Dakar/Geneva; October 11, 2011
UNICEF is calling for a redoubling of efforts to combat cholera outbreaks that are claiming lives and affecting large numbers of people across West and Central Africa.
This year has seen more than 85,000 reported cases of cholera, resulting in 2,466 deaths. The size and scale of the outbreaks mean the region is facing one of the biggest epidemics in its history. In addition Case Fatality Rates (CFR) are unacceptably high, ranging from 2.3 per cent to 4.7 per cent and can reach much higher levels at district level in many countries (ranging from 1 per cent to 22 per cent in Cameroon for example). Children are more vulnerable to cholera, as they dehydrate faster, and malnourished children are especially at risk.
The most significant increases in 2011 are in Chad, Cameroon and in western Democratic Republic of Congo (DRC). In addition there are still challenges with getting access, ensuring staff presence in medical facilities and establishing surveillance systems to monitor cases and numbers in parts of North-East DRC.
There are three major cross-border cholera epidemic outbreaks in West and Central Africa: the Lake Chad Basin (Chad, Cameroon, Nigeria and Niger), the West Congo Basin (DRC, Congo and the Central African Republic) and Lake Tanganyika (DRC and Burundi). Smaller cholera epidemics in Benin, Cote d’Ivoire, Ghana, Guinea, Liberia, and Togo are under control.
UNICEF is providing treatment kits, conducting community awareness campaigns on hygiene and assisting with epidemiological surveys to ensure better targeting of control efforts. It is clear in this emergency that authorities can play a key role to save lives. Information exchange between cross-border districts on caseloads and population movements, as well as cross-border inspections for disinfection and chlorination are proven ways to contain the disease and save lives.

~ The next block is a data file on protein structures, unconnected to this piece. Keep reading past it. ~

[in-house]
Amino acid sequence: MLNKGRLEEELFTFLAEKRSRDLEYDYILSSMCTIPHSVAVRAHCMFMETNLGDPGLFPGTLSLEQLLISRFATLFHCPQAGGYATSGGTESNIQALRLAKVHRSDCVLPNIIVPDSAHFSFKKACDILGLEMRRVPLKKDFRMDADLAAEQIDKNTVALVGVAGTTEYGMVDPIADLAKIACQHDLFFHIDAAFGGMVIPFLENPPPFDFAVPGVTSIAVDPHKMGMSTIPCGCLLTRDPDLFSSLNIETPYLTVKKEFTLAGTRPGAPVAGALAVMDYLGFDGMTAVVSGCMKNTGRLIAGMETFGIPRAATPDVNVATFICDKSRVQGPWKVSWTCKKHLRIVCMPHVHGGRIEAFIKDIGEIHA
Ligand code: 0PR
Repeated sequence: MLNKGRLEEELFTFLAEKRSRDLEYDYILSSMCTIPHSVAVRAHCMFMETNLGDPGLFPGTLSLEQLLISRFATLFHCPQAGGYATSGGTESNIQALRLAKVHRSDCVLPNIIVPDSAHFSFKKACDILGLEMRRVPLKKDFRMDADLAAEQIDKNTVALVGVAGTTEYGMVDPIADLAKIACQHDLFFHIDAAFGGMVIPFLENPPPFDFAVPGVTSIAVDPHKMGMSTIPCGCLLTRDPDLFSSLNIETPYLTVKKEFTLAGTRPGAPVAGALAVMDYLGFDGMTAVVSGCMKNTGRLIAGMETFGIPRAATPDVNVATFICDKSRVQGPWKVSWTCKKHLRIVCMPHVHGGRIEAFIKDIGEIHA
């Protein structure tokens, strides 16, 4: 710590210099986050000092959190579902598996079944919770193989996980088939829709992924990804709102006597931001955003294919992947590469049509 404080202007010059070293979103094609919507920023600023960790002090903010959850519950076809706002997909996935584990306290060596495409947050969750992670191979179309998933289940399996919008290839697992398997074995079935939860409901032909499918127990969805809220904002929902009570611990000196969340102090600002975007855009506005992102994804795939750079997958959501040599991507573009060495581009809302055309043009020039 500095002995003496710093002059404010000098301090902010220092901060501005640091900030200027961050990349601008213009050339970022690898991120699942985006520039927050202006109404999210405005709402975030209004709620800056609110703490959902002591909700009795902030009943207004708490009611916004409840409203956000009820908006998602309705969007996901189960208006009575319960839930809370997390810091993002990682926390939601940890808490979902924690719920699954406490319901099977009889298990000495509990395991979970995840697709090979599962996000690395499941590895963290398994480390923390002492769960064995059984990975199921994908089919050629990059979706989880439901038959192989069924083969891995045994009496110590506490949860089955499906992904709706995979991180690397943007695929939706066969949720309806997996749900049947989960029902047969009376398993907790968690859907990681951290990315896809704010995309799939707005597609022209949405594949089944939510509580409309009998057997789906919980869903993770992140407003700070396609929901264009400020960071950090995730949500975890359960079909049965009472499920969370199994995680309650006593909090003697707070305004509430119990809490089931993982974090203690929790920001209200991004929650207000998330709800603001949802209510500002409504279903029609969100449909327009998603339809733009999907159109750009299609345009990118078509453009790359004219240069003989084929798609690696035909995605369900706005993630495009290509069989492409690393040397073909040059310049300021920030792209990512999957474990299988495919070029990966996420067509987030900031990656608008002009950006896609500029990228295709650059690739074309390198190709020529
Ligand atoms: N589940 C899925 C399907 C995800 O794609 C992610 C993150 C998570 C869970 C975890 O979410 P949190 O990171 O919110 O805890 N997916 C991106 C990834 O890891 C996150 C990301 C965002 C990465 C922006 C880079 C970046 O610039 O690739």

UNICEF calls upon governments to coordinate the preparation and response not only within their borders, but to ensure close collaboration with neighbouring countries. Cross-border coordination has to be encouraged at all levels, from the district to the national level.
A cross-border epidemiological study covering the Lake Chad Basin (Cameroon, Chad, Nigeria and Niger) was initiated by UNICEF in 2010, and is now in its second phase. The study provides critical evidence for informing cholera prevention and response interventions, which have to be coordinated across borders. Cross-border coordination between teams in Kinshasa and Brazzaville has also been initiated for the more recent cholera outbreak in the West Congo Basin.
Cholera is known as a disease that affects the poor because of the lack of access to clean water and improved sanitation. The best preventive measure against cholera is access to improved water supply, basic sanitation and hygiene.
Note to Editors
Access rates to water and sanitation in West and Central Africa are among the lowest in the world. Out of 24 countries in the region, not a single one is on track to meet the MDG target for sanitation. This is the underlying cause for cholera outbreaks in West and Central Africa. Although measures for cholera response can help contain the spread of the disease and reduce the number of fatalities, it would be much more effective if the underlying cause of this ‘poor man’s disease’ is tackled.
UNICEF is on the ground in over 150 countries and territories to help children survive and thrive, from early childhood through adolescence. The world’s largest provider of vaccines for developing countries, UNICEF supports child health and nutrition, good water and sanitation, quality basic education for all boys and girls, and the protection of children from violence, exploitation, and AIDS. UNICEF is funded entirely by the voluntary contributions of individuals, businesses, foundations and governments. For more information about UNICEF and its work visit: http://www.unicef.org/